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Tag: Jack Cochran

Do Value-Based Payments Lead to Higher Doctor-Satisfaction Scores?

Jack CochranRecently we wrote a blog post promoting the benefits of shifting from fee-for-service to value-based payments. We praised the recent decision by leaders at the U.S. Department of Health and Human Services (HHS) to accelerate that shift, and we were then and remain convinced this shift paves the way for better, more affordable care.

There were some strong reactions to the post.

Some people think capitated payments have been discredited, others believe the change from fee-for-service will change little. One physician told John Irvine, editor at The Health Care Blog, that he got the impression from our post that we were saying value-based payments would make physicians lives easier. “Really?” Irvine’s doctor friend said. “You’re making my life easier? Prove it.”

How Will the Practice of Medicine Change?

We didn’t actually use the word easier in the post though we did say that “increasingly, physicians seek liberation from the constraints of fee-for-service in order to focus on the overall health of their patients. Value-based payments allow doctors to do exactly that.” So we definitely hear what Irvine’s friend is saying — and we understand his frustration. Has there ever been a time when so many physicians have been worn thin — angry with the direction of our health care system?

Irvine invited us to respond to his friend and we thought we would do so by soliciting the thoughts of Scott Young, MD, executive director of Kaiser Permanente’s Care Management Institute and associate executive director for Clinical Care and Innovation at The Permanente Federation.

“Easier?” said Dr. Young. “No, value-based payments don’t make doctors’ lives easier. But I think it does make the practice of medicine more rewarding and fulfilling.”

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Health IT: Glass Half Empty? Half Full? Shattered?

Jack CochranTechnology occupies an unusual place in health care. Some people say that electronic health records are clumsy barriers between patients and their doctors. Others suggest that technology is a kind of secret sauce.

In many places physicians and other clinicians are stymied by awkward technology. In other organizations — Kaiser Permanente included — electronic health records enable some of the finest individual and population health care ever.

This humorous equation speaks volumes about technology and health care:

NT + OO = COO

New technology + old organization = Costly old organization. In other words, technology doesn’t change an organization. Change is about leadership and culture. It is about thinking in new ways and asking new questions.

For example, rather than ask how many patients can you see, let’s ask how many patients’ problems can you solve?

Instead of asking how can we convince patients to get required prevention, let’s ask how can we create systems that significantly increase the likelihood that patients get required prevention?

Instead of asking how often should a physician see a patient to optimally monitor a condition, let’s ask what is the best way to optimally monitor a condition?

When we begin asking these kinds of questions, we see technology as a tool — not a solution by itself, but as a powerful tool we can use to deliver better individual and population care. Technology, like data, is only useful when it enables clinicians and teams to work effectively to provide the highest quality care for patients.

Hospitals and physician groups throughout the country are installing and working with electronic health records at a rapid pace. Some organizations integrate the systems beautifully, others do not.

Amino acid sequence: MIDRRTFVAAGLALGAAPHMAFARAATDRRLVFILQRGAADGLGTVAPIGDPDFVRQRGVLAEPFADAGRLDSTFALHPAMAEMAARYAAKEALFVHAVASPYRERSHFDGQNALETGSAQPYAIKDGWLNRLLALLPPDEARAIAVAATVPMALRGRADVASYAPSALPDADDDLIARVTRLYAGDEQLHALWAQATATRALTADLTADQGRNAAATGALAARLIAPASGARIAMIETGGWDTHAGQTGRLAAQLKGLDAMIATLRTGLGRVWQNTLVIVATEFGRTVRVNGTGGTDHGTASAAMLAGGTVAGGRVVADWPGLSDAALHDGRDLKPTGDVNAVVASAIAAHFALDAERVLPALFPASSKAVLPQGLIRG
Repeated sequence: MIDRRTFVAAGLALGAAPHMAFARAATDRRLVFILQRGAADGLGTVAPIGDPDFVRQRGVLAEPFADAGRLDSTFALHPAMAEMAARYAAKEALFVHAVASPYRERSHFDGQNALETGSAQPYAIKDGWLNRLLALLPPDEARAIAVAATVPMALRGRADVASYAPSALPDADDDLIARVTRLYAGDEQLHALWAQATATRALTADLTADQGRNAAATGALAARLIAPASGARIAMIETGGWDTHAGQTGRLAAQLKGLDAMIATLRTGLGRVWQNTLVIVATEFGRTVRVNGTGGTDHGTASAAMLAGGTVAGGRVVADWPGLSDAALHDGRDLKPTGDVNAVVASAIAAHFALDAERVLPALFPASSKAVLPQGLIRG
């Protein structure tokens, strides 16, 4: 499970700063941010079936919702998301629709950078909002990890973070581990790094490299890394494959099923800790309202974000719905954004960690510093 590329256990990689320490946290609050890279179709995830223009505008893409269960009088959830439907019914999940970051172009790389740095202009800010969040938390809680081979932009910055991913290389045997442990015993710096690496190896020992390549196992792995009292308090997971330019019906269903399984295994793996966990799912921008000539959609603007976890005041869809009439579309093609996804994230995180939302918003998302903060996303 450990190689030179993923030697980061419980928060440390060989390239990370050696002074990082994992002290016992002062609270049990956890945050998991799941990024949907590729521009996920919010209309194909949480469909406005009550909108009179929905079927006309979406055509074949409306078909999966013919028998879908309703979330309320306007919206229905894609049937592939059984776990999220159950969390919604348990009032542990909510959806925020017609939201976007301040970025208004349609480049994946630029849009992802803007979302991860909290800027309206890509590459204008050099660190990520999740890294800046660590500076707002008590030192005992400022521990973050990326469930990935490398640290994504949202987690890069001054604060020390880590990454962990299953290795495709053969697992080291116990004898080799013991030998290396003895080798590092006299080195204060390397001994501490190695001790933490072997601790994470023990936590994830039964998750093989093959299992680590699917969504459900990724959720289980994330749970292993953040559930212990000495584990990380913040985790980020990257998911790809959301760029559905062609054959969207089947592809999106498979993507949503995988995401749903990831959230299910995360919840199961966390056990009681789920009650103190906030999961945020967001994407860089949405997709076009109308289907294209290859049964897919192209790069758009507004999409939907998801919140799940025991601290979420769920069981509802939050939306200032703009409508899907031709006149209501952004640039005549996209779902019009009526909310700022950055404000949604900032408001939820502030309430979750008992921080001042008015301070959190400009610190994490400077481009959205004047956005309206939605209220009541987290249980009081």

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An Open Letter to Primary Care Physicians

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Dear Doctor,

The future is in your hands.

You have the opportunity to make primary care better.

More efficient.
More accessible.
And more affordable.

We know you and other primary care doctors have more responsibilities than ever. But you also have great influence, along with the ability and opportunity to change this country’s health care system for the better.

Primary care is essential to the quality of health care, and we need you now more than ever.

Maneuvering the Minefield

According to research firm Harris Interactive, “the practice of medicine is … a minefield. … Physicians today are very defensive – they feel under assault on all fronts.’’* Harris questions, “how much fight the docs have left in them. Some are still fired up … while others have already been beaten down.’’

Those who feel frustration, anger and burnout say they are squeezed by administrators, regulators, insurance companies and more. They worry about the possibility of a lawsuit that could destroy your career.

The question is: What can be done about it? Some of you may choose to remain in the status quo. Some of you have chosen to retire early or otherwise leave the field of medicine entirely. Yet some of you have said enough is enough and found specific solutions that mark a pathway forward. You sought – and found – specific solutions that mark a pathway forward.

If you’ve rejected the status quo and joined your fellows in search of innovations from other practices that you have applied at home, congratulations. You’re a physician leader who’s doing great things for your patients, your colleagues and yourself. You are undoubtedly more satisfied in your work than before, and you are quite likely providing better care.

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Lost in the Health Care System?

Jack Cochran

“As a PCP, I’ve seen the morale in my area, and I see a major crisis coming if the complaints are ignored.”

“I’ve lived in the hell that is American health care…”

A devoted physician wrote these words in reaction to a recent blog post we wrote. And he is clearly not alone.

In our new book The Doctor Crisis, we report on the widespread unhappiness, frustration, dissatisfaction, and anger of so many American physicians.